7 Responses to The End of the World Means Nothing (or: a lively unicorn debate)

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  3. Avery C says:

    Great post Jess.

    Something that caught my interest was the lack of distinction between idealogical nothingness and material nothingness.

    What you’ve stated is that the idea of nothing is something; in other words, once we apply a label to an idea/concept it gains something-ness. So, any particular of nothing instantly becomes something because you attach the label of “nothingness” to it.

    On the other hand, this falls short when we come to physical nothing. Let me explain why. Let’s say we have an “area” (not really an area) of material nothingness – no matter, no energy, no space-time matrix (if this is possible, but that’s another issue altogether). If we could observe this nothing, we would apply a label to it so it would become something, right? Not necessarily. While the IDEA in our head of the nothingness would become something, it doesn’t follow that the ACTUAL thing becomes something as well just because it is similar to your mental idea.

    This leads into whether physical objectivity is possible, but that’s another problem. So, my question to you: Do you think that our hypothetical PHYSICAL nothingness is something – and why or why not?

    • Jess says:

      I think that it could very well be something, but I think that such a case could only exist on the edges of the universe. I’m not quite sure where I heard it, but somewhere I heard someone discussing the fact that, if the universe is expanding, there’s the question of what it is expanding into. If we reduce this down into Layman’s terms (and I will because I can’t discuss it in any other way!), let’s say that the universe is constantly expanding out into this physical nothing. If this is true, then we have this universe that is infinitely expanding into and infinite nothingness.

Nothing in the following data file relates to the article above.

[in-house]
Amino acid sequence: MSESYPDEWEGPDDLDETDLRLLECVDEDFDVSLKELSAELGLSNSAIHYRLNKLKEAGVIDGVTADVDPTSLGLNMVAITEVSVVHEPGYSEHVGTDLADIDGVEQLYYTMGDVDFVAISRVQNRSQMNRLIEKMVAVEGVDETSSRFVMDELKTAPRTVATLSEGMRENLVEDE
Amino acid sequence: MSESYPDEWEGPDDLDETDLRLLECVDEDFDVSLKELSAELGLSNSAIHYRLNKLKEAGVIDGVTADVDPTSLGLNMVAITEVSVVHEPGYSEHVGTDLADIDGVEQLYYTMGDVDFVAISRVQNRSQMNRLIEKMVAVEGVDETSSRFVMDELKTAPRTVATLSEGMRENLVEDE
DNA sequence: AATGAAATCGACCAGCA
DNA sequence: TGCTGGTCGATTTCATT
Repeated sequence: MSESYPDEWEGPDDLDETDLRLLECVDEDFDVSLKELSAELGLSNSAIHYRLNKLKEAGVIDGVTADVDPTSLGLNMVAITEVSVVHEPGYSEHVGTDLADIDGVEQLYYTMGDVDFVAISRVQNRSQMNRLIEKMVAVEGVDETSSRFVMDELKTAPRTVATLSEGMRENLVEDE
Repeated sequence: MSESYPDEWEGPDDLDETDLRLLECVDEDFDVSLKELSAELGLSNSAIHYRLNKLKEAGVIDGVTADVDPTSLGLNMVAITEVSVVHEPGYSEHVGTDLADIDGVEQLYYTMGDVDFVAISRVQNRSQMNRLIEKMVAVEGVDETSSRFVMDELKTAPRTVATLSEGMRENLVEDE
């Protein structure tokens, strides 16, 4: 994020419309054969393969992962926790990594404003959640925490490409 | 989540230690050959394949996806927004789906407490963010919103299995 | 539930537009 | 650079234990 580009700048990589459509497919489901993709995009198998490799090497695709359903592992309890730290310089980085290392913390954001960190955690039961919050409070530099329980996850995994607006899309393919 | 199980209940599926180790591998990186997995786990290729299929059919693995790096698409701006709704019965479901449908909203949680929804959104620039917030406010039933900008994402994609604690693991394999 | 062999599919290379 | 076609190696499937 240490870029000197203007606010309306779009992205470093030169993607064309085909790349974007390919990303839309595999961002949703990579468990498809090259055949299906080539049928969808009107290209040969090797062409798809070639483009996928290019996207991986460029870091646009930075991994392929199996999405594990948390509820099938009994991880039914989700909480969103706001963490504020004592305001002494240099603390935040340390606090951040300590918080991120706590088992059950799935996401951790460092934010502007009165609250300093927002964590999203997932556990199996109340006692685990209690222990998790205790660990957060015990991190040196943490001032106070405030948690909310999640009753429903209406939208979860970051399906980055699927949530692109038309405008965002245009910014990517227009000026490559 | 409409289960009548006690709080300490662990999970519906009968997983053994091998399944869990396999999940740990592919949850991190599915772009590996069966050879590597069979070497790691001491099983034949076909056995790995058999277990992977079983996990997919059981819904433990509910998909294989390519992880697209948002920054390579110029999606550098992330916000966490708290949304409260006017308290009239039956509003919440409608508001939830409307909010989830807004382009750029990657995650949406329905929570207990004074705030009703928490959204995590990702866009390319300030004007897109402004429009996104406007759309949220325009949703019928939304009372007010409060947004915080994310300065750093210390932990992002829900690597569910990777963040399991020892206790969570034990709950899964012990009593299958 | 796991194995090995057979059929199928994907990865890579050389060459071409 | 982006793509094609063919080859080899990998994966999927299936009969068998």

Except another thing is that, if we were to sit on the edge of our expanding universe and look out into this nothingness, we’d automatically be expanding the universe merely by looking into the nothing—all because we are seeing into it.

      To be honest, that last point wasn’t all that relevant, just interesting. IN SHORT: Yes I think the concept of total physical nothingness could be real, but I don’t believe that it can be tangible anywhere but the edges of the universe. I could get into vaccuums and then light and if the absence of light is a thing, but instead I think I’ll leave it with the edges of space and the concept of nothing/something.

  4. bryanjack says:

    Stellar post, Jess – it’s great to see your energy and written wit brought to bear on such ‘heady’ topics as we’re getting into with Metaphysics! Such was my enthusiasm for more answers to the questions you’re raising about ‘nothingness’ that upon finishing your post I found myself falling into the rabbit hole of the Stanford Encyclopedia of Philosophy’s page on the subject. And in the interest of saving you considerable time (though it is all pretty fascinating, and written with a pretty engaging authorial voice as well), this section on the question “Is there *any* nothingness?” gives an excellent history of the discussion you’re having with Avery here about the edge of the universe, and the possibility of the Void (http://plato.stanford.edu/entries/nothingness/#TheAnyNot). Brace yourself for the quantum theory, though.

    I’m excited to see where this journey into nothingness takes you! #existentialenthusiast

    Mr. J